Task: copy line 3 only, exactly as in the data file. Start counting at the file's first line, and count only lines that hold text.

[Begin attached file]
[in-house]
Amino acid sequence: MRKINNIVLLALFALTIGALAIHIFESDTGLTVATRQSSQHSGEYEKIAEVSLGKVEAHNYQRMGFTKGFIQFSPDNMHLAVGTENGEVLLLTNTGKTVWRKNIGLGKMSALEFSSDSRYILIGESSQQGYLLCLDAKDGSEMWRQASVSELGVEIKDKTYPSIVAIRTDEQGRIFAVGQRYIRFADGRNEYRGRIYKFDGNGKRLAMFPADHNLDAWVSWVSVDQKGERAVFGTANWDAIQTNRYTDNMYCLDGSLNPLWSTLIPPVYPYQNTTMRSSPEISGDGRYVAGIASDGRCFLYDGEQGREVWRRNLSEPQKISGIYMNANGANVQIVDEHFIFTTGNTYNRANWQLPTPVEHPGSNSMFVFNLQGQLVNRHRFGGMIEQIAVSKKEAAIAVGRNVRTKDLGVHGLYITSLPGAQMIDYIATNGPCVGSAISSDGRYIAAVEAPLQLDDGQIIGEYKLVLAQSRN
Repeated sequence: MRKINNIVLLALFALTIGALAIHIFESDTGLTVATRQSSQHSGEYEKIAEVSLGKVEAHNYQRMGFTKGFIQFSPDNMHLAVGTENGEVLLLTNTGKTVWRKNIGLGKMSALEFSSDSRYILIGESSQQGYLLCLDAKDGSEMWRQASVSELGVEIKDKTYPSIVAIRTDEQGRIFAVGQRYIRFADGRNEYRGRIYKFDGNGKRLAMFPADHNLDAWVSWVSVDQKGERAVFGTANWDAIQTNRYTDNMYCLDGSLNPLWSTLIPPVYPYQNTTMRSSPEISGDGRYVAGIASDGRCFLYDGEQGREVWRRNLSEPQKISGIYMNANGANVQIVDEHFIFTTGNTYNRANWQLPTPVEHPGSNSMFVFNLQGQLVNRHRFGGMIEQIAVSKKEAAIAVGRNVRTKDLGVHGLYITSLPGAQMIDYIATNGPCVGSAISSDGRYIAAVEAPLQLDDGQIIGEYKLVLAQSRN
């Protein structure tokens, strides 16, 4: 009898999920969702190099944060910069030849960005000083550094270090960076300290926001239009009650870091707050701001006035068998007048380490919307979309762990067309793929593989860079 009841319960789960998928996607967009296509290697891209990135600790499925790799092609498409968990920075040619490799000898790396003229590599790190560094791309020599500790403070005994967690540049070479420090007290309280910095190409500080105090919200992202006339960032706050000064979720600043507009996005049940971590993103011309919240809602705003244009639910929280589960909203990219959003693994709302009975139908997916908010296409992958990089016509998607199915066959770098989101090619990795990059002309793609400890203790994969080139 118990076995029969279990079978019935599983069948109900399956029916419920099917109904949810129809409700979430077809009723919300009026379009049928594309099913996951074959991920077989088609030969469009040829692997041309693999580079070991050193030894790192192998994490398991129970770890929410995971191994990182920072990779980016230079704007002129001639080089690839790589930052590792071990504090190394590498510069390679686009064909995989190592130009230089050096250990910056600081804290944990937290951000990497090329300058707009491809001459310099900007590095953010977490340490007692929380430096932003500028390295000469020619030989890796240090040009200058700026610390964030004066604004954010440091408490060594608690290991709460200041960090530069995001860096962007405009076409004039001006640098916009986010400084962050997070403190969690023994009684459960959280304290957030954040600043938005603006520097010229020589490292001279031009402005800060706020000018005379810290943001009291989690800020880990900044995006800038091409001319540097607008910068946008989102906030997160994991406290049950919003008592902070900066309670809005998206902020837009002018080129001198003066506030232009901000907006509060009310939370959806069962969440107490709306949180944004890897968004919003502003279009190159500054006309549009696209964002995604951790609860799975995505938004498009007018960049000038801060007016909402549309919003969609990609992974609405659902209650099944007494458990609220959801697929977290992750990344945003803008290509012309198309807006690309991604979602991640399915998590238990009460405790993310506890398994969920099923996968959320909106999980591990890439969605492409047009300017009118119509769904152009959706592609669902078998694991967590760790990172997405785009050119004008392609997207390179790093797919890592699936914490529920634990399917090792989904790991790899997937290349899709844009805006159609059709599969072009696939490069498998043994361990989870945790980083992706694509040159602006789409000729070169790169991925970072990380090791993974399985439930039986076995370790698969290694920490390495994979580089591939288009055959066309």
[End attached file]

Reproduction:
Repeated sequence: MRKINNIVLLALFALTIGALAIHIFESDTGLTVATRQSSQHSGEYEKIAEVSLGKVEAHNYQRMGFTKGFIQFSPDNMHLAVGTENGEVLLLTNTGKTVWRKNIGLGKMSALEFSSDSRYILIGESSQQGYLLCLDAKDGSEMWRQASVSELGVEIKDKTYPSIVAIRTDEQGRIFAVGQRYIRFADGRNEYRGRIYKFDGNGKRLAMFPADHNLDAWVSWVSVDQKGERAVFGTANWDAIQTNRYTDNMYCLDGSLNPLWSTLIPPVYPYQNTTMRSSPEISGDGRYVAGIASDGRCFLYDGEQGREVWRRNLSEPQKISGIYMNANGANVQIVDEHFIFTTGNTYNRANWQLPTPVEHPGSNSMFVFNLQGQLVNRHRFGGMIEQIAVSKKEAAIAVGRNVRTKDLGVHGLYITSLPGAQMIDYIATNGPCVGSAISSDGRYIAAVEAPLQLDDGQIIGEYKLVLAQSRN